3. Other vegetable-containing breakfasts we occasionally make are quinoa spinach croquettes and cauli-tots. Both freeze and reheat well in the oven. Both contain some veggies and a little egg but also lots of cheese. I’ve tried reducing the cheese content but then nobody is so excited about them. I’ve also tried some of those egg vegetable breakfast muffin recipes or tofu vegetable muffin recipes, but so far I haven’t found any we’ve liked.
  4. Stuffed hashbrowns with steamed veggies, avocado, and/or cheese. This was one of my favorite breakfasts when I was a kid. Everyone loves it, but it’s a lot of work and doesn’t scale well. We only make it about once every six weeks as a Sunday brunch.
  5. Sweet potatoes. Sometimes I have leftover roast sweet potatoes that I serve for breakfast. I also found an interesting recipe for sweet potato peanut butter toast, but our first try wasn’t a success. You’re just supposed to slice the sweet potato and put it in the toaster and spread it with peanut butter like you would regular toast. But the texture wasn’t right. Next time I’m going to try to cook the sweet potatoes about halfway before slicing and toasting them.
  6. I’d love more veggie-heavy, but still quick and easy breakfast ideas. For a weekend breakfast I really want to figure out some sort of egg in tomato sauce recipe. I’ve tried this shakshuka recipe a few times, but Alma mostly ends up eating white bread, and Derek is never excited. I’ve also tried Italian baked eggs in tomato sauce, but I have trouble cooking them to the right degree, and the ramekins are a pain to clean.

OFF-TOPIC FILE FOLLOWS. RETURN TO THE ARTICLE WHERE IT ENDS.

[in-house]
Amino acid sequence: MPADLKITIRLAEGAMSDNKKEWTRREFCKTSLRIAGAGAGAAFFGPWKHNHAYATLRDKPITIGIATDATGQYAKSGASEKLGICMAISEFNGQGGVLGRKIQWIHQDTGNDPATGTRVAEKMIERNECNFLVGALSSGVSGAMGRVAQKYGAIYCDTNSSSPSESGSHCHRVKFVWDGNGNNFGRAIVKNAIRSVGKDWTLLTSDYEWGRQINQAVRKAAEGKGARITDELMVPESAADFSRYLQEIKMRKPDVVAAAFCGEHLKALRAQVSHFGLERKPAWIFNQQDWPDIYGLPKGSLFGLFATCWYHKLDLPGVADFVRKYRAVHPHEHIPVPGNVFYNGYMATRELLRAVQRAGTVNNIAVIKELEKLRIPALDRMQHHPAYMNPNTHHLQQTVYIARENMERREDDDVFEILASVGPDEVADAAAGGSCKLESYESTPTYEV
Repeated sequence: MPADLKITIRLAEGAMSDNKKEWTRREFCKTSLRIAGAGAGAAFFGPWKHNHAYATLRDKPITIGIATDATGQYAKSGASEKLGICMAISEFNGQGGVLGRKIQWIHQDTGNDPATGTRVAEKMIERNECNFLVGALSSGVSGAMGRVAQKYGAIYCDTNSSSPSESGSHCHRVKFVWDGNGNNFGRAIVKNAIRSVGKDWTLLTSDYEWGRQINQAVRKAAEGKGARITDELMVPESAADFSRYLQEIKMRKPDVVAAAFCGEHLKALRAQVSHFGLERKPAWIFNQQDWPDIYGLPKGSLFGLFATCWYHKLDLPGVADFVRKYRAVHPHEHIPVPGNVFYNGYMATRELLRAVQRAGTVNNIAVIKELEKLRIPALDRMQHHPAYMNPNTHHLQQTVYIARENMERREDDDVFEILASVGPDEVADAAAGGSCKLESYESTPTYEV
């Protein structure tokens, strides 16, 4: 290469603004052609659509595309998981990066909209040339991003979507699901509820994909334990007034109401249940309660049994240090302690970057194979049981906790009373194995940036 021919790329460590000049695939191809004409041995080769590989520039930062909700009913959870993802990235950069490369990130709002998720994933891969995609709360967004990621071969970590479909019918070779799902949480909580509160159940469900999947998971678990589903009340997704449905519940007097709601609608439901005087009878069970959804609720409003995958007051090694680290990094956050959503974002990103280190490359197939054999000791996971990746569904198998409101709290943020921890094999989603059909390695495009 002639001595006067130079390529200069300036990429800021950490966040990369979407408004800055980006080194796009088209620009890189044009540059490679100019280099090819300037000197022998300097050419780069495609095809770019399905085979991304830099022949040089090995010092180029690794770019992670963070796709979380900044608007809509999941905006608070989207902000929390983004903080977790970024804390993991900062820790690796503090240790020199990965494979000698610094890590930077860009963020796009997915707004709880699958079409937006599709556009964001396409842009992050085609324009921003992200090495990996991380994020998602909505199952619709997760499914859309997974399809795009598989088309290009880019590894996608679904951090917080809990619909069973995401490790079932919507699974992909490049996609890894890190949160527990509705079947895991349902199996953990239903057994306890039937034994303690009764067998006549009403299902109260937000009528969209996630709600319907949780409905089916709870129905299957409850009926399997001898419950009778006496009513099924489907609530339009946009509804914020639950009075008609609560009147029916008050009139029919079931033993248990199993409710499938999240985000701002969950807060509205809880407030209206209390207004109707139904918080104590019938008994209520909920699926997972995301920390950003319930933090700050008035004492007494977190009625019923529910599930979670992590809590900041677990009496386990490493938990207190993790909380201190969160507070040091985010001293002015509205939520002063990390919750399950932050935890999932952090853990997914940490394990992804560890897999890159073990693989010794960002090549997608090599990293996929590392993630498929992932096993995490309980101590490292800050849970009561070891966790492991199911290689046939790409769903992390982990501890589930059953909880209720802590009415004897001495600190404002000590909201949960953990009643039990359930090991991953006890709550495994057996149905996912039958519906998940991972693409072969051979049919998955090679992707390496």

7. Another idea I’d like to explore is veggie fried rice or cauliflower fried rice. Any other ideas? I know we can just eat standard lunch and dinner foods (or leftovers) for breakfast, but right now this is still a hard sell. Plus we usually barely have enough leftovers for lunch, never mind breakfast too. I use to do miso soup for breakfast, but I stopped, not sure why.

Other ideas, to mix and match, sometimes with some of the above items, sometimes with each other:

  • Chia pudding. I usually make my mom’s super easy recipe with just almond milk and a tad bit of date syrup, but sometimes I make my pumpkin chia pudding recipe instead. With fruit this makes a quite light breakfast. I usually serve it with something else as well. I always make the chia pudding the night before.